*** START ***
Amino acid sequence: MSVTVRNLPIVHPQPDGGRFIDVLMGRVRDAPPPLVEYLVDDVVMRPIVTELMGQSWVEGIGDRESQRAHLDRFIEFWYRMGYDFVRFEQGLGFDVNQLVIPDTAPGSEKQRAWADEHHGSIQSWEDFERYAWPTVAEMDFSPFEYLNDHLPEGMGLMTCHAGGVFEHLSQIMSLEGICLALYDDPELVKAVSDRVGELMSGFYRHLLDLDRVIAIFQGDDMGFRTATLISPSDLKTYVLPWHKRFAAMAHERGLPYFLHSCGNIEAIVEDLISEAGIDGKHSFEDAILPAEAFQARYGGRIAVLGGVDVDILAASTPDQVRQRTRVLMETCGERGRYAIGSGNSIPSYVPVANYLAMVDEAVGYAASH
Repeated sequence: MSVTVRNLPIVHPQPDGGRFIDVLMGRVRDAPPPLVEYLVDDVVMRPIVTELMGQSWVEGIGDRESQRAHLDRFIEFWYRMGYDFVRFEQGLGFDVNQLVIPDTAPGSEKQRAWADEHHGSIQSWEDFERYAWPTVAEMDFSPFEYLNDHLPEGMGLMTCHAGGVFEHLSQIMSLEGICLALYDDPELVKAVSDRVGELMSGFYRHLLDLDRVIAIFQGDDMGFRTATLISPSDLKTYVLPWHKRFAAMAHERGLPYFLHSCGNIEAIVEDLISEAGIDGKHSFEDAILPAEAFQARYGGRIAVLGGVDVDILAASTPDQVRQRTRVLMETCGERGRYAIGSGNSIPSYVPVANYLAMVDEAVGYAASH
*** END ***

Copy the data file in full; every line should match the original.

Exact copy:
Amino acid sequence: MSVTVRNLPIVHPQPDGGRFIDVLMGRVRDAPPPLVEYLVDDVVMRPIVTELMGQSWVEGIGDRESQRAHLDRFIEFWYRMGYDFVRFEQGLGFDVNQLVIPDTAPGSEKQRAWADEHHGSIQSWEDFERYAWPTVAEMDFSPFEYLNDHLPEGMGLMTCHAGGVFEHLSQIMSLEGICLALYDDPELVKAVSDRVGELMSGFYRHLLDLDRVIAIFQGDDMGFRTATLISPSDLKTYVLPWHKRFAAMAHERGLPYFLHSCGNIEAIVEDLISEAGIDGKHSFEDAILPAEAFQARYGGRIAVLGGVDVDILAASTPDQVRQRTRVLMETCGERGRYAIGSGNSIPSYVPVANYLAMVDEAVGYAASH
Repeated sequence: MSVTVRNLPIVHPQPDGGRFIDVLMGRVRDAPPPLVEYLVDDVVMRPIVTELMGQSWVEGIGDRESQRAHLDRFIEFWYRMGYDFVRFEQGLGFDVNQLVIPDTAPGSEKQRAWADEHHGSIQSWEDFERYAWPTVAEMDFSPFEYLNDHLPEGMGLMTCHAGGVFEHLSQIMSLEGICLALYDDPELVKAVSDRVGELMSGFYRHLLDLDRVIAIFQGDDMGFRTATLISPSDLKTYVLPWHKRFAAMAHERGLPYFLHSCGNIEAIVEDLISEAGIDGKHSFEDAILPAEAFQARYGGRIAVLGGVDVDILAASTPDQVRQRTRVLMETCGERGRYAIGSGNSIPSYVPVANYLAMVDEAVGYAASH